The moving truck, an 18 wheeler, turned right from the left lane in order to have enough space to complete its arching turn. I was in the right lane. The truck came to a stop with its cab blocking the right lane, at which point the person in the passenger seat stuck his head out the window and shooed me back. You know, for my safety. Safety first.
It just happened to be a taxicab driver who elected to race me to the gap between a left turning car and a parked car. Could've been any kind of driver, but it was a taxicab driver. Nothing I love more than having a driver buzz past me on the left and then cut across my path within feet. And by love, I mean not love. Were I to write a musical about this kind of thing, I'd call it Taxi Inanity! No one would see this musical. It would still do better than Taboo. And while the themes of the musical are danger and inanity, I still wouldn't hire Julie Taymor to direct it.
I don't know what Bicycle Space did not my bike, but it is working really smoothly now. I think it might have something to do with the new rear wheel and it's new rear hub. Or wizardry. I have a working theory about Paul (the long-bearded mechanic) is either Alatar or Pallando. There is something magical about a bike that works exceptionally well. You can feel it.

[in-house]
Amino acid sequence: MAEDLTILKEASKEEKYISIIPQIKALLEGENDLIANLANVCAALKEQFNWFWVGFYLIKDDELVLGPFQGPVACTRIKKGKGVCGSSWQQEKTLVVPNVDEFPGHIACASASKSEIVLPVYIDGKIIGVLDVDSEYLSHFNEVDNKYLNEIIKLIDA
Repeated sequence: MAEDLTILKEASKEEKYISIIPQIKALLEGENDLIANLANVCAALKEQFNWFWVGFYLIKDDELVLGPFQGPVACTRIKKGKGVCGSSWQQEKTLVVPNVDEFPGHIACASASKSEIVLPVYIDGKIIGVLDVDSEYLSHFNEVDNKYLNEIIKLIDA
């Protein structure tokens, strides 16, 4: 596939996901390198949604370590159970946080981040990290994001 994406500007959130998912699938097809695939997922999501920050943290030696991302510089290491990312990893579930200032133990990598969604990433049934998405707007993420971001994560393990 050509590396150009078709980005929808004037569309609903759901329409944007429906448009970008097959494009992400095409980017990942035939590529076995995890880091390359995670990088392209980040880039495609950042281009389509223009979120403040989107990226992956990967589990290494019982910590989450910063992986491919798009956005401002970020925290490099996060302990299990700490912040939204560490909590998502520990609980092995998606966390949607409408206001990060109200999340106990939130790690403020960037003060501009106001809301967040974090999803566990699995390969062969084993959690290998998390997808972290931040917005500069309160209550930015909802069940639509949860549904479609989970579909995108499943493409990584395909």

Very bumpy roads. It seems negligent to keep our roads in this state of disrepair. I don't know if drivers notice, or at least as much, but you can hardly ride a bicycle through the city without realizing how preposterously bad the roads are.
The ride seemed less fraught by the time I was east of Dupont (EaD'up could be the neighborhood name and maybe it could be the home of many buffet restaurants?) and it was mostly peachy by the time I was south of Massachusetts. I think they changed the light timing at 11th and H and now there's no slowing between New York and E and that tends to work well enough for me.
I'm not going to do this, but maybe I should, the this being collecting the knocked-over bollards from the Pennsylvania Avenue cycle track, putting them in a big sack and then dumping them on a table before testifying in front of the DC Council during the next hearing on bicycle and pedestrian safety, Every day, another bollard is knocked down. And while I can't say for sure, I'm pretty sure it's not bicyclists who are doing it. I picked this one up at 10th:
And here's the one near 4th:
So, here's the thing about "protected" cycle tracks. If all of the bollards of knocked down, then there's no illusion of protection. And, secondly, if you think about how effective these bollards are at not getting knocked over, well, what does that even say about the illusion of protection? And what does it say about the drivers alongside of you who can't avoid hitting stationary plastic poles? Maybe it's better not to think about that.
Very crowded Capitol plaza, but a not very crowded Supreme Court plaza. A somewhat crowded East Capitol bike lane, but only with bikes and not media vans, so that's good.